Wednesday, September 02, 2009

What your legislator thinks are high-profile issues 

On Saturday I had had some fun with the Minnesota House of Representatives list of questions that they were asking at the State Fair. An email by my state representative, Larry Haws, indicates that this is not scientific but important anyway:
This year there are 13 questions covering such topics as funding for a Vikings stadium, unallotment, medical marijuana, early voting and budget cuts versus tax increases. ...

Every year more than 6,000 Minnesotans take the House of Representatives State Fair Poll. I encourage you to show up at our booth and cast your ballot. Although this poll is not scientific, the ballot results highlight high-profile issues.

Participating in this poll is a wonderful opportunity for Minnesotans to share their concerns and opinions. Frankly, some of the best ideas come from listening to the suggestions of the people we serve at the State Legislature.
First, isn't it always the ideas of the people you represent that should be the ideas you take to the Legislature, Mr. Haws?

Second, what are these "high-profile issues"?
2. Should Minnesotans be permitted to fish with two rods at once?
3. When a person registers for a driver's license or state identification card, should they automatically be registered to vote?
8. Should speeding violations be placed on a person's driving record if the driver was traveling no more than 10 mph over the speed limit in a 60 mph zone?
9. Should the state lottery be permitted to operate slot machines inside the ticketed area at the Minneapolis-St. Paul International Airport, meaning only air travelers with valid tickets could use the machines?
13. When a homeowner prevails in a court action against a contractor or builder to have a warranty enforced, should the homeowner also be entitled to attorney fees and other costs related to the legal action?
That's five of them, Mr. Haws, that I would say you easily not answer for me next year. Hey, your 2010 just got easier! What is important is the budget mess you fellows left behind. And what are you asking about this?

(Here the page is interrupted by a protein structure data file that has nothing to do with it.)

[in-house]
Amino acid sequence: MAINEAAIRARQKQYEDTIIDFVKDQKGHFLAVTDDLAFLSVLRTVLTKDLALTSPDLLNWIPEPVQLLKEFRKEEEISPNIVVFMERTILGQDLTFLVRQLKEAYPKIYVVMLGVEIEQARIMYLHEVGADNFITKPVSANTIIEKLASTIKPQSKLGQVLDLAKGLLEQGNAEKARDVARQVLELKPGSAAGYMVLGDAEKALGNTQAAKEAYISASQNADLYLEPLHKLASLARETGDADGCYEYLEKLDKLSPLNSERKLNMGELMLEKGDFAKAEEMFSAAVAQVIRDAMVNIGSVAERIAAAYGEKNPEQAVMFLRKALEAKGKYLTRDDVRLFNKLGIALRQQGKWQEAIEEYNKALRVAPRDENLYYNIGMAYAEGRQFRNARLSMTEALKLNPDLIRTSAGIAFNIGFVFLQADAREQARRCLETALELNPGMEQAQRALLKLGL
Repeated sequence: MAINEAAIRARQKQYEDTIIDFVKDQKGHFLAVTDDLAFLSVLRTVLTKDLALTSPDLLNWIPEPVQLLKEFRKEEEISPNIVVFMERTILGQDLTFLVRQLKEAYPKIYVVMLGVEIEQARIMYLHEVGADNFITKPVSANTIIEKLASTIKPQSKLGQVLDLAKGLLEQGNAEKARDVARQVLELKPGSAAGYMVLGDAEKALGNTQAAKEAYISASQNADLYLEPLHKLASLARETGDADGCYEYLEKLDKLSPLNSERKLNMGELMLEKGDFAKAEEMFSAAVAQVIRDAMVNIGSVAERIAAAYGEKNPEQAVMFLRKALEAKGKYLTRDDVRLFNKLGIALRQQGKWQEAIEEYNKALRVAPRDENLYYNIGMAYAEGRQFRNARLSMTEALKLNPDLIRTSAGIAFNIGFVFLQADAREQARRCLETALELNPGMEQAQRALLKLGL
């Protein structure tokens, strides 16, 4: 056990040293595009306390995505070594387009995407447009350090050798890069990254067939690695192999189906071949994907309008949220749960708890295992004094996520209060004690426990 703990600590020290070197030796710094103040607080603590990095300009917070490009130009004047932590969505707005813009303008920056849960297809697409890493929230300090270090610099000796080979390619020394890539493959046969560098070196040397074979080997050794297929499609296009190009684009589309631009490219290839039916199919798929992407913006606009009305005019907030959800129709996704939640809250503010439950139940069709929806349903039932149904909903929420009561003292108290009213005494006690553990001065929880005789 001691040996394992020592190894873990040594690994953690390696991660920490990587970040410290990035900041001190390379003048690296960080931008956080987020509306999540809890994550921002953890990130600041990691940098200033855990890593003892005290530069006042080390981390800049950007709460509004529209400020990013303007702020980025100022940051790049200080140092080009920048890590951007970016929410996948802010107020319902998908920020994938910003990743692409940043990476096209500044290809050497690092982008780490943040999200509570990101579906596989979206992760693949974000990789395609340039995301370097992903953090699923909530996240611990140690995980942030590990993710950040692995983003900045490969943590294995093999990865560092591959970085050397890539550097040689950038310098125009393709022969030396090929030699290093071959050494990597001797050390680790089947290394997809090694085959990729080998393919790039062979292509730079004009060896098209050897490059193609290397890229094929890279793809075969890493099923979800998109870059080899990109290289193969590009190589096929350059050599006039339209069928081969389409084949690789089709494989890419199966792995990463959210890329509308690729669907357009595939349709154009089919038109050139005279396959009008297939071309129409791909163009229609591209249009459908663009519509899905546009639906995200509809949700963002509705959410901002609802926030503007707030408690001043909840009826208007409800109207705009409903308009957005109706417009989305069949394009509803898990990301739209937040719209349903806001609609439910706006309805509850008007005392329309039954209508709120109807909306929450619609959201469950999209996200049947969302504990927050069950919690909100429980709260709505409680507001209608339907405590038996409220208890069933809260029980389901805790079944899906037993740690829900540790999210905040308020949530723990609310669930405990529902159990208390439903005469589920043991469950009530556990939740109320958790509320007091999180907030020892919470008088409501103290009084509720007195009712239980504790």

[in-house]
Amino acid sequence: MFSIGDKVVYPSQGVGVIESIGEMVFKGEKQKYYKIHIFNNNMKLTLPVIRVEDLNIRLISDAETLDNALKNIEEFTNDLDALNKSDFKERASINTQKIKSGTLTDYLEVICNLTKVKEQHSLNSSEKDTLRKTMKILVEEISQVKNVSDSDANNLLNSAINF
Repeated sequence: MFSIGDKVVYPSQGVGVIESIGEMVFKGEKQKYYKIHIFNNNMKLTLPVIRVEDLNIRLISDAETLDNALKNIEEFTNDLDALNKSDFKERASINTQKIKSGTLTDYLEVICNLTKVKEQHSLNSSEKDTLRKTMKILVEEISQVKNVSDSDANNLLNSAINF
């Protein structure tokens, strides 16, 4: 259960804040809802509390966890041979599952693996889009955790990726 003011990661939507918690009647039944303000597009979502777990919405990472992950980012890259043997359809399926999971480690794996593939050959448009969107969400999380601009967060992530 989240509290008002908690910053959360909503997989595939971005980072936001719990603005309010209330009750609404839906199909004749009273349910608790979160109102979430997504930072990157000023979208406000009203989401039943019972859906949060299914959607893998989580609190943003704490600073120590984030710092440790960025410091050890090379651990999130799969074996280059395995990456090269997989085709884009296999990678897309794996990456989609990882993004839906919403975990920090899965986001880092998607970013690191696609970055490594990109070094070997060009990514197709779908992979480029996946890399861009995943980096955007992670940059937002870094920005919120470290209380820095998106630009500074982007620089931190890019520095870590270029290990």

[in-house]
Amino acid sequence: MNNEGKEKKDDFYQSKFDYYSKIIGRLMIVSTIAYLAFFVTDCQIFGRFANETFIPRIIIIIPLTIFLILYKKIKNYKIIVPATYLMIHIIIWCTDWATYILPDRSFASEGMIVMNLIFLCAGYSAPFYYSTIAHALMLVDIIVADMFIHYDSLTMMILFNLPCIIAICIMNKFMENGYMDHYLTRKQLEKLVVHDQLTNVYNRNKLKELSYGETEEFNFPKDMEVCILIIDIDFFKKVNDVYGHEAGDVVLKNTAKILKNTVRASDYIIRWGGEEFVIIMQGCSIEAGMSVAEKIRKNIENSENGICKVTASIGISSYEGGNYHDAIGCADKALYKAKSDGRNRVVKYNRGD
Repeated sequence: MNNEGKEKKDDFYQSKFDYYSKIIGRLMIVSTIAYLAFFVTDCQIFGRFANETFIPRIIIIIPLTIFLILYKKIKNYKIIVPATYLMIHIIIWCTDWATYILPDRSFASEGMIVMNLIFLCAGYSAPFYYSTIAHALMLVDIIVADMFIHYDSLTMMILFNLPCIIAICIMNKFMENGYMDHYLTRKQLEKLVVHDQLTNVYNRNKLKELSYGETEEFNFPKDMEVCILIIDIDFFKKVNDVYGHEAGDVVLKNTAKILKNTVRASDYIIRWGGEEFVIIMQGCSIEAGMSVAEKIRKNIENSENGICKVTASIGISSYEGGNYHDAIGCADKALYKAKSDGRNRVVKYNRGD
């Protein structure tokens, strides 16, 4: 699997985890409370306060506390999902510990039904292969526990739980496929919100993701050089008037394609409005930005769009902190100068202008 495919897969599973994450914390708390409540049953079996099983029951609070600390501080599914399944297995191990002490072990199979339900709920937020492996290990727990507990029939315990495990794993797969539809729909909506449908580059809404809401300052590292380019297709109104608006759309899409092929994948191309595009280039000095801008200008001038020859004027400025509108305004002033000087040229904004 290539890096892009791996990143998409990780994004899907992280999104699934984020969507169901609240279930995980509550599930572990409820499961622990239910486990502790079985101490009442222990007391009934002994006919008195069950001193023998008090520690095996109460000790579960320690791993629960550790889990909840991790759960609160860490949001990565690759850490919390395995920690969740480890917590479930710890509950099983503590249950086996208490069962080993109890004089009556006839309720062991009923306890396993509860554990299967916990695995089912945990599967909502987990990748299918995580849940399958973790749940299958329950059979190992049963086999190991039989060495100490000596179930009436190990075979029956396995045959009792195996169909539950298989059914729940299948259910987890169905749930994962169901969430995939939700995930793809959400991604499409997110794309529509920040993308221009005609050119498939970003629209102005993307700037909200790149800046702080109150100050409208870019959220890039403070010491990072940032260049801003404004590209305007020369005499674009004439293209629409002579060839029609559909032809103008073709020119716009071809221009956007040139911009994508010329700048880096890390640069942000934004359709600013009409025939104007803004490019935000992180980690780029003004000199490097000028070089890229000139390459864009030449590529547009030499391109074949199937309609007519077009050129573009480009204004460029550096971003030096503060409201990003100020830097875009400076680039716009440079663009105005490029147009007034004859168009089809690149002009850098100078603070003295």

5. Under current law, the governor is permitted to unallot to prevent an anticipated budget deficit. Should he or she have this power?
To use a State Fair metaphor, hasn't that horse left the barn already?
6. Should bill and budget negotiations between the governor and legislative leaders be required to be open to the public?
Really? You guys need more time on camera? What you say in a public room and what you say in a private meeting differ. Meetings on the budget need total candor, and candor and cameras do not mix. And you'll forgive me, sir, if I don't believe that this would be a high-profile issue if not for the fact that the governor currently doesn't wear the dark-blue DFL label.
7. Do you generally support budget cuts as opposed to increasing certain taxes in times of economic distress?
"Certain" taxes? Would you care to be a little more specific? I realize this isn't one of them fancy "scientific polls", as you say sir, but when you pass "certain" taxes in the past, you end up funding crappy arts via a sales tax that can't even pay off the advance you gave it. I'd like to be certain I have enough money after taxes that I can pay my bills, and I'd like to be certain that taxes I pay get used for the things you told me they'd certainly be used for. And I'd like to be certain it's not crap.

So if you don't mind, I'll take budget cuts for $4 billion, Alex, um, I mean, Larry.

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